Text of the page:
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WB
308839.  Wed Apr 02, 2008 6:13 am Reply with quote

Frederick The Monk wrote:
But surprisingly, they found that females mated with poor-quality peacocks as often as with "flashy"


Great quote

 
MatC
308852.  Wed Apr 02, 2008 6:19 am Reply with quote

Quite; it sounds as if the researchers are measuring the qualities of the train that are significant to human eyes, not knowing which qualities are significant to peacocks. Did Darwin suggest which qualities of the train were significant? If he said length, or number of eyes, then the question is a legit debunking at least of that specific point.

 
Flash
308972.  Wed Apr 02, 2008 7:28 am Reply with quote

To be fair, though, this objection (that we don't know what qualities the peahen admires in a train) must presumably be addressed in the full version of their paper unless they're completely incapable. The quote about oestrogen vs testosterone hints at a careful piece of research which has been misrepresented by being reduced to a soundbite.

 
Flash
308982.  Wed Apr 02, 2008 7:36 am Reply with quote

This is a good question in a number of ways, one of which is that it lets us make the point about it being a train rather than a tail without hanging the whole question on that essentially footling (sorry) bit of pedantry.

 
Flash
308985.  Wed Apr 02, 2008 7:42 am Reply with quote

Maybe:
What's the best way to impress a pea-hen?

F: Show her your tail (wrong on two grounds)

But ... what's the correct answer? Did they figure that out?

 
dr.bob
309083.  Wed Apr 02, 2008 9:25 am Reply with quote

Flash wrote:
it lets us make the point about it being a train rather than a tail without hanging the whole question on that essentially footling (sorry) bit of pedantry.


No need to apologise. I'm well known for my footling pedantry :)

I'll have a dig around for the original article and see if there was anything more to the selection process than arbitrarily deciding what peahens are interested in.

 
Flash
309095.  Wed Apr 02, 2008 9:44 am Reply with quote

The study took them seven years, so you would certainly hope so.

Bob, if you do find that article it would be good to know the 'answer' to the question, ie what are the hens looking for if not the train? Also, if it's not for sexual selection then what is it for?

 
Frederick The Monk
309610.  Thu Apr 03, 2008 4:54 am Reply with quote

The problem with the result is that I don't think they came up with an alternative - it was simply a negative result, which is no bad thing, but it doesn't allow us to answer the question as to what turns peahens on.

 
eggshaped
309622.  Thu Apr 03, 2008 5:04 am Reply with quote

Forfeit for "A peacock's cock"

 
dr.bob
310677.  Fri Apr 04, 2008 11:02 am Reply with quote

I found the article's abstract here, though it's obviously too new for the entire article to be generally available.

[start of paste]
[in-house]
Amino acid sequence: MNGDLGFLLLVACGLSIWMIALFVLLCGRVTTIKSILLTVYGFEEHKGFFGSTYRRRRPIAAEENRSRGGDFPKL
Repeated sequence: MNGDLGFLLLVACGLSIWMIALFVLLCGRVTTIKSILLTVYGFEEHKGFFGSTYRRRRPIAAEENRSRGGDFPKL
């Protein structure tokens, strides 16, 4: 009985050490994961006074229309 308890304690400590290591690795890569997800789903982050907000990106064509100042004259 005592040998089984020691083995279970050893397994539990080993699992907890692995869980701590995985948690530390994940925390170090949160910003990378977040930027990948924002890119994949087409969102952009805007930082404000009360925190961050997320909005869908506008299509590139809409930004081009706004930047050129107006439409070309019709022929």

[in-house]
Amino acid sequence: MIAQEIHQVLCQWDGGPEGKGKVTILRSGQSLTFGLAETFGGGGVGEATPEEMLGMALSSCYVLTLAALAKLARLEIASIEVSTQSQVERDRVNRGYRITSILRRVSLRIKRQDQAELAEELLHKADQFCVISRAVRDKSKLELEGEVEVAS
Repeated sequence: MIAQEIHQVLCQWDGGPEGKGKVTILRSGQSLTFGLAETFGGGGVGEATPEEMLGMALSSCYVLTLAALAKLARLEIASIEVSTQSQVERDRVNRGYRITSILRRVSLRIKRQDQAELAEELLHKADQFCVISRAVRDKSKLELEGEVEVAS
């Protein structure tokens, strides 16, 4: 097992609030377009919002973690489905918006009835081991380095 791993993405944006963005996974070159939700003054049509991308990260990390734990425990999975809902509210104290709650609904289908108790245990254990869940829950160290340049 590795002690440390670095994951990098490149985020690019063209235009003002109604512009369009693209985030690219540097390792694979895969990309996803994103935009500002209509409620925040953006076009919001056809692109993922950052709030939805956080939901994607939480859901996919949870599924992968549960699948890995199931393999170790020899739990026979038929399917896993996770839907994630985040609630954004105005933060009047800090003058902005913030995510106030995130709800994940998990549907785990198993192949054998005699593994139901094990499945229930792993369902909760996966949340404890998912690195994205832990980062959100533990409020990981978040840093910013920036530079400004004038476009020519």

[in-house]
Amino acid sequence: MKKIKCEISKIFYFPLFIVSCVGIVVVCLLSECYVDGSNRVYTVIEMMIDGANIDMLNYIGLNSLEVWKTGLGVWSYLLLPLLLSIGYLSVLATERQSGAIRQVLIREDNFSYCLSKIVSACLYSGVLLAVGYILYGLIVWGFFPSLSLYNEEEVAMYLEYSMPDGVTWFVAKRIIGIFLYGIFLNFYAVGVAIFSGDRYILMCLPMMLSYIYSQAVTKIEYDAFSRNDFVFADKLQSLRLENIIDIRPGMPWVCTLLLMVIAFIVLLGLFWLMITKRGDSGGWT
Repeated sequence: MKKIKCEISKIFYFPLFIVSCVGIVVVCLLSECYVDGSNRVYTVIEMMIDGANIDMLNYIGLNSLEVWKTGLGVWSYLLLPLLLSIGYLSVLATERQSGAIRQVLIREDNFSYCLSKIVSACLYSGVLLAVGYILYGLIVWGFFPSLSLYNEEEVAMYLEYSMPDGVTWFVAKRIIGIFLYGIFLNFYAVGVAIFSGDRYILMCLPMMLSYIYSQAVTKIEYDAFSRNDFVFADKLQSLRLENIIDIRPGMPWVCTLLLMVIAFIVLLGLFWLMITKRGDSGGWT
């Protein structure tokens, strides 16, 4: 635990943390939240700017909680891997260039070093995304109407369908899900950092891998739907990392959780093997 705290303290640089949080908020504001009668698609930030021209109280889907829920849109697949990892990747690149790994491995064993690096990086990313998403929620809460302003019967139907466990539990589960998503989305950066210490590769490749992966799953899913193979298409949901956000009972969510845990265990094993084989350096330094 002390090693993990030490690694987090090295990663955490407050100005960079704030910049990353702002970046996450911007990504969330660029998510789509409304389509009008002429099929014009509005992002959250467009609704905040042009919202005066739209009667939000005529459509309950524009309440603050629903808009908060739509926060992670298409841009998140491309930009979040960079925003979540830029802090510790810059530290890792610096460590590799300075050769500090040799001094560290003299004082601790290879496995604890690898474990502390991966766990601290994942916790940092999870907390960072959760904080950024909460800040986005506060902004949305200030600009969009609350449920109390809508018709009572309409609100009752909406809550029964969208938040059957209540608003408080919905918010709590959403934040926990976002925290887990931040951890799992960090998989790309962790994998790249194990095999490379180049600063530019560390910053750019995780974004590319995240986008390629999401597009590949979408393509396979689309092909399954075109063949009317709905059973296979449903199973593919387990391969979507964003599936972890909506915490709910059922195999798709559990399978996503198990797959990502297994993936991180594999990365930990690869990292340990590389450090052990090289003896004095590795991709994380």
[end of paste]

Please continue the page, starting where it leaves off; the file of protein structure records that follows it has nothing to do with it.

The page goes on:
The abstract notes that they studied symmetry of arrangement of the tail as well as length and number of eyes. They also note that, while:

Quote:
the peacock's train (1) is not the universal target of female choice, (2) shows small variance among males across populations, and (3) base on current physiological knowledge, does not appear to reliably reflect the male condition


they observed that:

Quote:
the male train and its direct display towards females seem necessary for successful reproduction


so I guess it must be useful for something, even if it's not the sole deciding factor.

 
Flash
310682.  Fri Apr 04, 2008 11:07 am Reply with quote

A bit unsatisfactory. And it was all going so well.

 
WB
325229.  Sat Apr 26, 2008 5:28 am Reply with quote

I just came across this too (from something published in 2005)

Quote:
"Preferred males were those exhibiting the higher number of ocelli in the train, but surprisingly females seemed to prefer males with shorter tails. This was unpredictable because we also found that the longer the train, the more dominant the male," they say. The female preference for both high number of ocelli and shorter tail gave the idea that females may actually prefer the visual perception of a dense cluster of ocelli than a diluted number of ocelli over a large surface. "We calculated the ocelli density and found that it did explain female choice."


More at: http://www.sciencedaily.com/releases/2005/08/050814172316.htm

 
Flash
325273.  Sat Apr 26, 2008 6:26 am Reply with quote

Maybe scope for putting up two pictures of peacocks with their trains up and asking:

So which one do you fancy?

 
dr.bob
326400.  Mon Apr 28, 2008 9:03 am Reply with quote

Phwoar! Look at the ocelli on that!

 
MatC
326412.  Mon Apr 28, 2008 9:19 am Reply with quote

You don't get many of those to the quill pen.

 

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